There is a languid brilliance to Chloé Mazlo’s first feature Sous le ciel d’Alice/Skies of Lebanon (2020). Chloé graduated from Arts Décoratifs in Strasbourg in 2007 - her final year production L’amour m’anime was selected by over 20 festivals and shown on Canal+ and in 2015, her animated short Les Petits cailloux took the César that same year for best animated film. This is a film that is very much based on her love affair with her grandmother’s homeland and a search to understand how one can fall in love with a country that was not theirs to know by birth.
The film charts the arrival in Lebanon of a young Swiss girl Alice (Alba Rohrwacher) where she was offered a position as a nanny, where, she met Joseph (Wajdi Mouawad) a rocket engineer. The two fall in love and spun their own dreams and hopes; until the civil war breaks out to destroy the couple’s aspirations.
Alba and Wajdi had a gentleness about them, they were a good on-screen couple; beautiful together - softly-spoken, their tenderness was palpable. I first saw Alba in Luca Guadagnino beautiful film I Am Love ( 2009) which I reviewed many years ago; she has hardly aged. Here as Alice in this film, she is in a vastly different landscape from that of the Alps. Her looks, her voice, her dress is as singular as it is exotic; it is no wonder that Joseph falls madly for her. Wadji (whose face I’ve seen but can’t place and I only know him through his incredible play Incendies(2010) - which Denis Villeneuve made into a film) who plays Joseph on the other hand is solemn, quiet, dedicated but also romantic and kind.
Chloé cleverly contrasts the subtle performances of these two actors with Lebanese actors who are vibrant, colourful and loud to produce an interesting ensemble of characters. During the screening, I was seated close to a Lebanese family, who had brought their grandparents and children to see the film, as well as food and hot drinks, chatting softly amongst themselves in parts, I rather enjoyed this shared experience with them.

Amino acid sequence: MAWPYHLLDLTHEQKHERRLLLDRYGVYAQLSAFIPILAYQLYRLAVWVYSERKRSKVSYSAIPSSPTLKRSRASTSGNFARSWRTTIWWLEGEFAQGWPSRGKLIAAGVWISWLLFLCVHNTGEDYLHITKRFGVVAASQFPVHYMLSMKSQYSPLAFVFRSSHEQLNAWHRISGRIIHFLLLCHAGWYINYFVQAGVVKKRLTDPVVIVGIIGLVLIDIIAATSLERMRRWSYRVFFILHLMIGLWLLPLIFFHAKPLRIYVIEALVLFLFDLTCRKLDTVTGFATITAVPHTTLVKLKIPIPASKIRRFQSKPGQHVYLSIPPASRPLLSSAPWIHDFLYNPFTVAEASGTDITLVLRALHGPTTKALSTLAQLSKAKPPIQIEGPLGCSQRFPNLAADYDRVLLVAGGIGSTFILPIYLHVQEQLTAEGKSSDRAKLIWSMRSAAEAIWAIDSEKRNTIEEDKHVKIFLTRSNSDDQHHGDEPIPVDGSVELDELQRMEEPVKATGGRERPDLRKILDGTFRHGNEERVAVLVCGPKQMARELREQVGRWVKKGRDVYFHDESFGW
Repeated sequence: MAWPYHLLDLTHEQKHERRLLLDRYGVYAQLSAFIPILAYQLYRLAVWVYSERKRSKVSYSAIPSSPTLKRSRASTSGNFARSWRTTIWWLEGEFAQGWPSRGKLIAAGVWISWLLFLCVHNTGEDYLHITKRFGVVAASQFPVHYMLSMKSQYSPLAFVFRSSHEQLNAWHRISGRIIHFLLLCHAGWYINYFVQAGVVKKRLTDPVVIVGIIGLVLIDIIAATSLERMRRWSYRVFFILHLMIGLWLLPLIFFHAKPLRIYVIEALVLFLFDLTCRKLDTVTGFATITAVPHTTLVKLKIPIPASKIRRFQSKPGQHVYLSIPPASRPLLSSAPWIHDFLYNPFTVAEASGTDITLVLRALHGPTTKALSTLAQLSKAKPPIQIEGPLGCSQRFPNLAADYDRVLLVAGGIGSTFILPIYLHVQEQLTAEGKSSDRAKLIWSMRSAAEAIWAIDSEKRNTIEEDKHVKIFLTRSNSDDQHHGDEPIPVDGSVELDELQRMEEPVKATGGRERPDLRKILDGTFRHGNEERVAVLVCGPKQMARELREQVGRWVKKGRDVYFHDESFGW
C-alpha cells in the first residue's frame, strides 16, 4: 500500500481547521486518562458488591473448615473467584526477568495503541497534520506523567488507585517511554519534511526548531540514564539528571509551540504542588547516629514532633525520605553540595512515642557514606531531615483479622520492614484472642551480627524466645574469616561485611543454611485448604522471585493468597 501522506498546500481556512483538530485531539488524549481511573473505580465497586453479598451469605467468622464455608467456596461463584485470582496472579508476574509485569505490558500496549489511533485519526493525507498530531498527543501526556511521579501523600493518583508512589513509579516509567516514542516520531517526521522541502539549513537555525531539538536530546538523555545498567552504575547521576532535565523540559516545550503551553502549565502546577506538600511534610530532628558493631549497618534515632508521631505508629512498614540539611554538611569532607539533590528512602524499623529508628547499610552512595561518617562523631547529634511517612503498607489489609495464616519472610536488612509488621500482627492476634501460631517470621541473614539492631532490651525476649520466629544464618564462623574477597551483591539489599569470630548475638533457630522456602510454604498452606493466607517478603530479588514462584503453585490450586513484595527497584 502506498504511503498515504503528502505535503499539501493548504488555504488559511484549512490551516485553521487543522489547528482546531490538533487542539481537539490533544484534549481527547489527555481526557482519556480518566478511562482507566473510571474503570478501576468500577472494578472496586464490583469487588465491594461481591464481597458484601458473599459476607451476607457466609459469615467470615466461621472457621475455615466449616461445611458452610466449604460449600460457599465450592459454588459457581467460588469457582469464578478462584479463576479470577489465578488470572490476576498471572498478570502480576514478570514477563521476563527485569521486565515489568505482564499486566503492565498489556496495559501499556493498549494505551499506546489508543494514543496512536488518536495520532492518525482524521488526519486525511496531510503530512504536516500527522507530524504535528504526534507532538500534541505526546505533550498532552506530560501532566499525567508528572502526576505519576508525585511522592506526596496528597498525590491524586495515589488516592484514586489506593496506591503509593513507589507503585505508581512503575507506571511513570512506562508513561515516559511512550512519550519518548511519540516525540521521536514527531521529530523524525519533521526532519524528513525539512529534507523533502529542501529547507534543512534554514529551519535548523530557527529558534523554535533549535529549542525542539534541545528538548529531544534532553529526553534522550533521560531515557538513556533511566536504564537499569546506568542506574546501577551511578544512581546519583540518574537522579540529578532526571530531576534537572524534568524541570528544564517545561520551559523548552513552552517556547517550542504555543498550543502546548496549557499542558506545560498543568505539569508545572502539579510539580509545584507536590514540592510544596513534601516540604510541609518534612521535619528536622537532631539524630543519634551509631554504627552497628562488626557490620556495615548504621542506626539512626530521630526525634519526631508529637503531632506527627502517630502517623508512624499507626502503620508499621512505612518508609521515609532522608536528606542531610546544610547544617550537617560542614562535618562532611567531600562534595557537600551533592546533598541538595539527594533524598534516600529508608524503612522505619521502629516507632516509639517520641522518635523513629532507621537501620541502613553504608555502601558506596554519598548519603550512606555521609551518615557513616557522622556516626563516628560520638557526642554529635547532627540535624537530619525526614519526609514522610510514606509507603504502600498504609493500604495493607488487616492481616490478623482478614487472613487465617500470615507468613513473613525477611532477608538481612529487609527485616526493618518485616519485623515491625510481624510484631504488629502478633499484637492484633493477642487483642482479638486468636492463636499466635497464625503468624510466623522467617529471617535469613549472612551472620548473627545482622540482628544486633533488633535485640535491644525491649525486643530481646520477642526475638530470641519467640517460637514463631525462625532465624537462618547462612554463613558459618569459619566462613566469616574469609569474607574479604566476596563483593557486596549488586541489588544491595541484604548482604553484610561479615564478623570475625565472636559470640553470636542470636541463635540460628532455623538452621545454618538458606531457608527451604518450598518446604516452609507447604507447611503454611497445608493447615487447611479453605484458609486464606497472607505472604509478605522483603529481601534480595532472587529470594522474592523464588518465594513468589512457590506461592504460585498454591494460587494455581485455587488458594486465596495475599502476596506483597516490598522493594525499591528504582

|Alba Rohrwacher (Alice), Skies of Lebanon|
The lens through which Mazlo told her story is reminiscent of directors such as Wes Anderson or Rita Azevedo Gomes, with a particular use of mise-en-scène that adds to not just the aesthetics but the overall feel as well as the way in which the narrative developed.
Perhaps it was her pastel toned palette along with the interplay between painted backdrops, animation and live action. When watching this film, you can’t help but feellike we’re invited into Chloé’s own personal story; that it is her history and her grandmother’s life that is unfolding in front of our eyes.
It is Beirut in the 50s from the memories of her grandmother, who was born Swiss, but went to work in Lebanon during that period and called it her home. In an interview, Chloé tells of the way she would would use photos and memories from her family members to enrich the story; and would deliberately take little objects from daily life, like the tiny coffee cups, so typical of that period and found in every household, to act as Proust’s madeleine - to open the flood of memories for those from Lebanon in that era.
Mazlo’s background and achievements as an animator also guided her discourse, she would ‘show’ rather than use dialogue to ‘tell’ a part of the story; and with an interesting use of music. One of her chief collaborators is composer Bachar Khalifé who treated each instrument like a character in the film. They each had a voice and, whether the voices sang in harmony or are discordant with each other, tell a story in and of itself.